• More than the U.S. sales of Amazon (about $9.6 billion).
  • Close to the sales of Dollar General Corp. ($10.5 billion).
  • Approaching Procter & Gamble's fiscal '09 sales to Walmart Stores (about $11.9 billion, or 15% of P&G revenue).
Sources: Ad Age research, company reports, Stores magazine/Planet Retail

The private-labels are becoming stronger than ever. While the buyers pressing brand owners to spend more money to keep their presence on the shelves, giant retailers are growing billion-dollar brands on their own. More brand marketers are hired to revamped the old-plain cheap store brands into developed, at par quality vs branded ones even in some cases doing better marketing too.
It must be challenging to have big players that can play across categories under one name in the pool.

How Heinz Satisfies Moms' Hunger for Comfort Food

CMO Brian Hansberry on Pulling Once-Sleepy Brands Back Into the Mix


CHICAGO (AdAge.com) -- Comfort food never goes out of style, but it's a particularly good time to be helping consumers make their own. With more mothers looking to cook at home for their families, attempting to recreate the restaurant-style experience they can no longer afford, marketers that understand that dilemma, such as Heinz -- purveyor of ketchup, Ore-Ida potatoes, Classico pasta sauces and Smart Ones frozen meals -- are sitting pretty indeed.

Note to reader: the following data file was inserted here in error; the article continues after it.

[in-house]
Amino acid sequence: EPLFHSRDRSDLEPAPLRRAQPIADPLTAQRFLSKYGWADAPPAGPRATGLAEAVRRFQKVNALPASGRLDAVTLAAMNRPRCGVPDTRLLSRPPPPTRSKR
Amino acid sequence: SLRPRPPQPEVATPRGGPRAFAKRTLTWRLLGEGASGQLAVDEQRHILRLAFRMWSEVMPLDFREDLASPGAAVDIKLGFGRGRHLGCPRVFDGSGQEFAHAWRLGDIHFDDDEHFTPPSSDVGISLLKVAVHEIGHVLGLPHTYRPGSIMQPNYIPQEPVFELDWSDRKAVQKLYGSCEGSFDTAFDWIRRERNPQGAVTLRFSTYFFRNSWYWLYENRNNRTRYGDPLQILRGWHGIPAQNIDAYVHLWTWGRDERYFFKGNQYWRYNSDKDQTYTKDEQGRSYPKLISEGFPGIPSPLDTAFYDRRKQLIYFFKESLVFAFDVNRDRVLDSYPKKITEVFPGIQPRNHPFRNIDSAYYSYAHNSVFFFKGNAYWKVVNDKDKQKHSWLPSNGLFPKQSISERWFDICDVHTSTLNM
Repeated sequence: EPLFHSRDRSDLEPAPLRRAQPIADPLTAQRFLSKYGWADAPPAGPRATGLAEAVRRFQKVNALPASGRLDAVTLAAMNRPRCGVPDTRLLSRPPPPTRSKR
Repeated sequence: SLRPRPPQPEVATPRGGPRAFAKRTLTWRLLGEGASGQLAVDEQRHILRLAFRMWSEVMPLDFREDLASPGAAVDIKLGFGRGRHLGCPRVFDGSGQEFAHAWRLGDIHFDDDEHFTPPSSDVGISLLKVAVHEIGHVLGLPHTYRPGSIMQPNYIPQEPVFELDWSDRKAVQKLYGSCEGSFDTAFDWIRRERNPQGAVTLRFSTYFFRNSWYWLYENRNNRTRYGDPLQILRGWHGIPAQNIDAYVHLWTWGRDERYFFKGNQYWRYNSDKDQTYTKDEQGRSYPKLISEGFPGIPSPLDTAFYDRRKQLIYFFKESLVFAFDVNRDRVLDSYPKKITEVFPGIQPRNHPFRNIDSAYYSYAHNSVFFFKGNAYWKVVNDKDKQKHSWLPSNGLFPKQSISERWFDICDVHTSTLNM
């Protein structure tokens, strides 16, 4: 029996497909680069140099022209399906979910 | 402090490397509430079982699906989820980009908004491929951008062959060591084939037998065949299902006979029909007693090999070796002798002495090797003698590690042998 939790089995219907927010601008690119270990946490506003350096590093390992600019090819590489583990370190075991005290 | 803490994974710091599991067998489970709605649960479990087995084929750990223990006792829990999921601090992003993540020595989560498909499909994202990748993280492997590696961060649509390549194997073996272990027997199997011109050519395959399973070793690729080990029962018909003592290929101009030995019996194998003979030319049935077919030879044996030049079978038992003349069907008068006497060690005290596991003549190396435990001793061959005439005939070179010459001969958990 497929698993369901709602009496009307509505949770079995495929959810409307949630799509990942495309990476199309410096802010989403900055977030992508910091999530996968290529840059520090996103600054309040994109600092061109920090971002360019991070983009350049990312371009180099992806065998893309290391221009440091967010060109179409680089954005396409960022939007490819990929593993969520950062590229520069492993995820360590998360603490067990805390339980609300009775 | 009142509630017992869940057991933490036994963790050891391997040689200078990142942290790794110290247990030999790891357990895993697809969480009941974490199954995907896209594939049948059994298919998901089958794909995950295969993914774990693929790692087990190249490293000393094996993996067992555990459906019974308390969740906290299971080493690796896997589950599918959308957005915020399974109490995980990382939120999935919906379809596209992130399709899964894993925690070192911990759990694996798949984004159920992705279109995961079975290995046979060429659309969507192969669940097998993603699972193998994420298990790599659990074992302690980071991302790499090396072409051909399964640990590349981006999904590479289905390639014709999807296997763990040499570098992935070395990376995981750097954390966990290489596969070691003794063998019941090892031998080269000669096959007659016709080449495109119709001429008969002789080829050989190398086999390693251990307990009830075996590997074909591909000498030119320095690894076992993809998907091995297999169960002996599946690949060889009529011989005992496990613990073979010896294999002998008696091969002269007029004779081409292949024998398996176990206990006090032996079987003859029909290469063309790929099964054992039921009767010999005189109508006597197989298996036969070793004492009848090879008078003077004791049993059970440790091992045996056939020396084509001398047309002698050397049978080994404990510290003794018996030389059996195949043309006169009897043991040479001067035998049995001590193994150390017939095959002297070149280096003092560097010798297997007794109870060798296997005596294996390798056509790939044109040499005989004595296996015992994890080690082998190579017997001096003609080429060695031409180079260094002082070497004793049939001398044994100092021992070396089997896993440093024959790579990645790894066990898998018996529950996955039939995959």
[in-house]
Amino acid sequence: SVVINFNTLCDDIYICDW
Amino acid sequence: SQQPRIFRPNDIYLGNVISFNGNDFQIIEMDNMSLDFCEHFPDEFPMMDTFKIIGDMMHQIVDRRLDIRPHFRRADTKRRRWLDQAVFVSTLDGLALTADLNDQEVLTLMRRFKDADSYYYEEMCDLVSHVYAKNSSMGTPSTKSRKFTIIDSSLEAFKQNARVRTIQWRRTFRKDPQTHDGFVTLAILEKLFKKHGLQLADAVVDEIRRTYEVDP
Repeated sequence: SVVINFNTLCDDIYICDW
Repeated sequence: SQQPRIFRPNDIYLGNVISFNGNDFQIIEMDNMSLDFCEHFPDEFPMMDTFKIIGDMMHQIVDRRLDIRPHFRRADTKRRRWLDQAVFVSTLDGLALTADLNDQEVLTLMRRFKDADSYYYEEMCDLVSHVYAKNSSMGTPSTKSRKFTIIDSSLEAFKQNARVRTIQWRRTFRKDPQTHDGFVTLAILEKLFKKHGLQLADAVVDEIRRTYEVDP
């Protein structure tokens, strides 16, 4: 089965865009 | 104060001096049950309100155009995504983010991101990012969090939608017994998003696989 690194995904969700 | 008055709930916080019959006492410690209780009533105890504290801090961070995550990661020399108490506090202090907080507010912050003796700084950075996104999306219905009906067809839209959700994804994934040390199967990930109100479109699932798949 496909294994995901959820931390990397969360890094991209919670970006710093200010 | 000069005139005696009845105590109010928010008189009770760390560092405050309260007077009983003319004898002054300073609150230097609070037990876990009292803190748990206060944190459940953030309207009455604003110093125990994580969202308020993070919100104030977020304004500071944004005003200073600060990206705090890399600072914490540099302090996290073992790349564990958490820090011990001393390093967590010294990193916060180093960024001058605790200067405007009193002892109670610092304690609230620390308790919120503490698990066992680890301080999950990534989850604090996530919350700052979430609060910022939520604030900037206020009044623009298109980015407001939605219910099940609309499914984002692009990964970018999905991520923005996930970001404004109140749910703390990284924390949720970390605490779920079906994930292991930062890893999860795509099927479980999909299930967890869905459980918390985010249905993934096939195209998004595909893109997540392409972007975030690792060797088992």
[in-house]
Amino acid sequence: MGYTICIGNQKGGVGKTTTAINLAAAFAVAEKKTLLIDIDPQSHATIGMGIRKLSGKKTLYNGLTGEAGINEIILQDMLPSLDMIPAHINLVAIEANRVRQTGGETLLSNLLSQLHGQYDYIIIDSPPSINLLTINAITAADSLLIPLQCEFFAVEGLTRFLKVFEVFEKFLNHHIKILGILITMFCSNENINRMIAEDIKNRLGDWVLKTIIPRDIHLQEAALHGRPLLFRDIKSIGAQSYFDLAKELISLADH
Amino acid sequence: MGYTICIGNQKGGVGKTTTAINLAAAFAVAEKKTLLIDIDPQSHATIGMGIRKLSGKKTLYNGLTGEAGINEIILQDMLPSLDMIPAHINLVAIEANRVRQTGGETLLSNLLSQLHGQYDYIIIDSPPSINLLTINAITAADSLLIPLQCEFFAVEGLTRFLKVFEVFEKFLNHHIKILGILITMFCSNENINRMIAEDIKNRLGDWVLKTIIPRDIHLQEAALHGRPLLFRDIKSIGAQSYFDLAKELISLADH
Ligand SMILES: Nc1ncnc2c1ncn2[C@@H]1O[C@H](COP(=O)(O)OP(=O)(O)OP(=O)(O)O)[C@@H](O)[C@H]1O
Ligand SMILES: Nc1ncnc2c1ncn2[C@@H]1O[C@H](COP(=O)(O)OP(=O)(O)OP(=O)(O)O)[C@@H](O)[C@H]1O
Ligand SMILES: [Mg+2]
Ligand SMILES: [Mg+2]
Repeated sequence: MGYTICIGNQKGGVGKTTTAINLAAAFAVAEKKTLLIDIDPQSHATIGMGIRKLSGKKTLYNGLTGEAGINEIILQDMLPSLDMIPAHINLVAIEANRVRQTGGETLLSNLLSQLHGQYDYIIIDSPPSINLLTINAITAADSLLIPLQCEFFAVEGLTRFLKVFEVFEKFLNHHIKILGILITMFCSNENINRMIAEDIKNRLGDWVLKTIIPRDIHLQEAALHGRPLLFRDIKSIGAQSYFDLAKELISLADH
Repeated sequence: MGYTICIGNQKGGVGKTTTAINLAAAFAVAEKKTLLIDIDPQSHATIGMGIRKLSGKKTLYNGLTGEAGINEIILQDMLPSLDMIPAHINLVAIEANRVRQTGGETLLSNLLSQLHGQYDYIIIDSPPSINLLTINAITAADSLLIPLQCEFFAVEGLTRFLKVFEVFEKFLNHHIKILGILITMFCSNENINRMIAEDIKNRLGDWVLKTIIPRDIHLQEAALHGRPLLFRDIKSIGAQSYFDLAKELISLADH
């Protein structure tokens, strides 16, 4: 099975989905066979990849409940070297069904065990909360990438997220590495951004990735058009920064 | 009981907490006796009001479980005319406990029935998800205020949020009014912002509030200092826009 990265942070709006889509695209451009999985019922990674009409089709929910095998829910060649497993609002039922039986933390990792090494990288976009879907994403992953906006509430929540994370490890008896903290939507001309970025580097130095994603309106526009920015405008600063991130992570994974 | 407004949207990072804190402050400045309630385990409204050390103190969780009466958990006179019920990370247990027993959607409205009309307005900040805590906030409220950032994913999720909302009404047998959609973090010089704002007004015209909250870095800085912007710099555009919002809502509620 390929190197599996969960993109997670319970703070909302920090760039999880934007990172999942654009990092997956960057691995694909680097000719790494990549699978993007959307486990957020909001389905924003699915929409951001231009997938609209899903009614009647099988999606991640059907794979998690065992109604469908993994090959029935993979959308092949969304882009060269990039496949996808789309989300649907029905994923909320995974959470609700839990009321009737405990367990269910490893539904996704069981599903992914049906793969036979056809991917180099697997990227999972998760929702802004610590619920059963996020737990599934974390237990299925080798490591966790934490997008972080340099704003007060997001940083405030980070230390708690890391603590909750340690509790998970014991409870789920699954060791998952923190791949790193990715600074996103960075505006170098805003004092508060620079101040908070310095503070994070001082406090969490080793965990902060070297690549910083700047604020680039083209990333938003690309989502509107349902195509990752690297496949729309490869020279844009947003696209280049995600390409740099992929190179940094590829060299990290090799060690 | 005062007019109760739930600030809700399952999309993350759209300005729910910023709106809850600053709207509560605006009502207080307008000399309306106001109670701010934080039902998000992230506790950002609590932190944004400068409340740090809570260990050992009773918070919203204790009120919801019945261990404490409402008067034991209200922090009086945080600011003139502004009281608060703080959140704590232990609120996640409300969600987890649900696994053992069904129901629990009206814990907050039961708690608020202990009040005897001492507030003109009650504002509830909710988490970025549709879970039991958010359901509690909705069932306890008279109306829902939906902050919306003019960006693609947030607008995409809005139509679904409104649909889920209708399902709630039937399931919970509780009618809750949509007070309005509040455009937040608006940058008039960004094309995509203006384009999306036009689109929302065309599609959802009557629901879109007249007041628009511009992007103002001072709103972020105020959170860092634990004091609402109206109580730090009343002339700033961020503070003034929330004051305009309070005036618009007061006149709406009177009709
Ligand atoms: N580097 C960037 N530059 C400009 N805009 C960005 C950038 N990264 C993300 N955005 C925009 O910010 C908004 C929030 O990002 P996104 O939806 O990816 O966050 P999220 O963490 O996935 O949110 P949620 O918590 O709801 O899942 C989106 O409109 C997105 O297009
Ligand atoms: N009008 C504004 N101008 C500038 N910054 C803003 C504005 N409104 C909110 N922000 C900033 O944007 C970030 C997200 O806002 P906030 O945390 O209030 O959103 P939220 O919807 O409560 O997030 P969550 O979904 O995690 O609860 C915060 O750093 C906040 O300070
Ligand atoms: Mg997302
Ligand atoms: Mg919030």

Brian Hansberry, a nine-year Heinz veteran, is a CMO who also runs the $1 billion comfort-food business for a brand that, according to TNS Media Intelligence, spent $70 million in measured media during 2008. Mr. Hansberry, 43, cut his teeth at Procter & Gamble, working for 10 years on brands including Duncan Hines, Folgers, Jif and Sunny Delight. He reports directly to and works closely with Heinz CEO David Moran.

Heinz has met or exceeded earnings expectations for each of the past six years, something Mr. Hansberry attributes in part to the composition and structure of the 95-person team he built nearly from the ground up upon arrival. He sought marketers who are also skilled business managers, as each brand manager has responsibility for the brand's profit and loss and ownership of pricing decisions.